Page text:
COMMENTARY: The (Other!) Reason for the Season

While I understand and respect that the holiday season has religious roots, toys, gifts, and giving have become a huge part of American tradition—and I don’t think this is such a bad thing. As frustrating as it can be to deal with 600 impossible twist ties and Hefty bags full of plastic packaging on Christmas morning, toys bring families together. After mom and dad (or in this case, Aunt Marissa!) get to see their elated kids (or super adorable nieces and nephew!) open exactly what they’ve wanted all year long, the first thing they want to do is start playing.

Courtney (8), Aunt Marissa, Matthew (5), and our pal Stomper!

Courtney (8), Aunt Marissa, Matthew (5), and our pal Stomper!

My niece Courtney can’t even get through unwrapping her mountain of presents before saying “Can I open this one?!” And that’s where the fun comes in: When Dad arrives wielding his trusty screwdriver and a Tupperware container full of batteries (and this super awesome plastic package ripper thingy that if you don’t have you need to go out and buy RIGHT now!), Mom stands by tossing wrapping paper into garbage bags (and putting everyone’s coffee mugs on coasters, thanks Mom!), and there I sit cross-legged on the floor, instruction booklet diligently in hand, reading glasses securely fastened. Even if Santa gets all of the Christmas glory, it’s the gift-givers who get the toy out of the package, insert the batteries, and help teach kids how to play. It’s the gift-givers who get to see the excitement on their kids’ faces, who get the big fat thank you hug, and who get to watch kids enjoy their Christmas prizes. It’s really just one giant bonding experience (with maybe a few “how do you turn the damn thing on?!” and “It’s like they don’t WANT you to open it!” comments thrown in between all of the sap-fest family time). [Read more...]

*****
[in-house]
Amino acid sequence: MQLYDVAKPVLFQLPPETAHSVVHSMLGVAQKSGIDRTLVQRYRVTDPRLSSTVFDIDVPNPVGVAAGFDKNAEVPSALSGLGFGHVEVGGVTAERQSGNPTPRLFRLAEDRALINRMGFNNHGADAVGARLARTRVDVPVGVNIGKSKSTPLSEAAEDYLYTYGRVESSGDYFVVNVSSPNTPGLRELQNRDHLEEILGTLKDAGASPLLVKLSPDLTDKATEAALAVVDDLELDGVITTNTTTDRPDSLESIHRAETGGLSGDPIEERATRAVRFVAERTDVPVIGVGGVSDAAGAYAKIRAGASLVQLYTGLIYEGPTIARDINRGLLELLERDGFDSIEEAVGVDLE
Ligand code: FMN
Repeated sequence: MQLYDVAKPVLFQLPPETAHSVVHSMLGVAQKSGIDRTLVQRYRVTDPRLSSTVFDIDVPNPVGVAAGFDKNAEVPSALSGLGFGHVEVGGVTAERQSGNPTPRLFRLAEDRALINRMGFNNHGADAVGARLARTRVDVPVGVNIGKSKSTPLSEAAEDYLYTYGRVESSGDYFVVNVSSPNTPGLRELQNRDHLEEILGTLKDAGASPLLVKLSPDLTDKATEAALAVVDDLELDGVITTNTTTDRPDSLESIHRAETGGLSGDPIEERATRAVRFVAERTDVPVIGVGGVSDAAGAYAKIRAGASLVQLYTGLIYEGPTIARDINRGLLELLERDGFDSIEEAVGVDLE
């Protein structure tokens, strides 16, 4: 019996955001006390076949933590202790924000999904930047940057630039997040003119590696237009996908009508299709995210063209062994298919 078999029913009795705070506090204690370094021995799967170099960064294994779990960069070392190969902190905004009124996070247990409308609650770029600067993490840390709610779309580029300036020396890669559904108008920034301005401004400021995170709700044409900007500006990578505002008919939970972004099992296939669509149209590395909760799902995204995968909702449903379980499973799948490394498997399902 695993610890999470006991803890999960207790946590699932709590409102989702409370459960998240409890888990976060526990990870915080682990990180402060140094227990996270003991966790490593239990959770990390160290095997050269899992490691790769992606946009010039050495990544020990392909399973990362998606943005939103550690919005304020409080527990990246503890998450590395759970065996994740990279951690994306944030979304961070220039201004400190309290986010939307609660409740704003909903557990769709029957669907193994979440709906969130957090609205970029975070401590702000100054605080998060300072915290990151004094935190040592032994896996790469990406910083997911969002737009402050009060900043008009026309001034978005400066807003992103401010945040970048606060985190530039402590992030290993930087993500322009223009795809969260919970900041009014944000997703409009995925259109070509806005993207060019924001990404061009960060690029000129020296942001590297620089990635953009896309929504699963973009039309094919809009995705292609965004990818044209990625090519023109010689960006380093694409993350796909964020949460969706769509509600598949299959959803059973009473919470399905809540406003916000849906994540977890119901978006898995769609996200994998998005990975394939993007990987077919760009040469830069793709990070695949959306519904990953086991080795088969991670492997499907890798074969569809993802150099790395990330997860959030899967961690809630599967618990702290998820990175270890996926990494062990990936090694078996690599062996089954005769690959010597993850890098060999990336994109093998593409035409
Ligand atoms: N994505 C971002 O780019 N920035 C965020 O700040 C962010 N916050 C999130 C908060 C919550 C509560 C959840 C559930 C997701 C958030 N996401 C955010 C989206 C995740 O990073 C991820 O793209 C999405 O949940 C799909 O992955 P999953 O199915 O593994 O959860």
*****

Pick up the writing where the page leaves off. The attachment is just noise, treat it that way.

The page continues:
COMMENTARY: USAopoly Gives Classic Games a Licensed Twist

You may love Monopoly, but it’s okay to admit that sometimes you get a little tired of playing the same game over and over again. Games become classics because they span generations, and they’re well-designed and challenging. In a way, they can become timeless. But you can only force your grandma to mortgage all of her properties and hand over all her piles of pastel-colored money so many times before enough is enough. Her little thimble token—and your interest and passion for the game—has been defeated.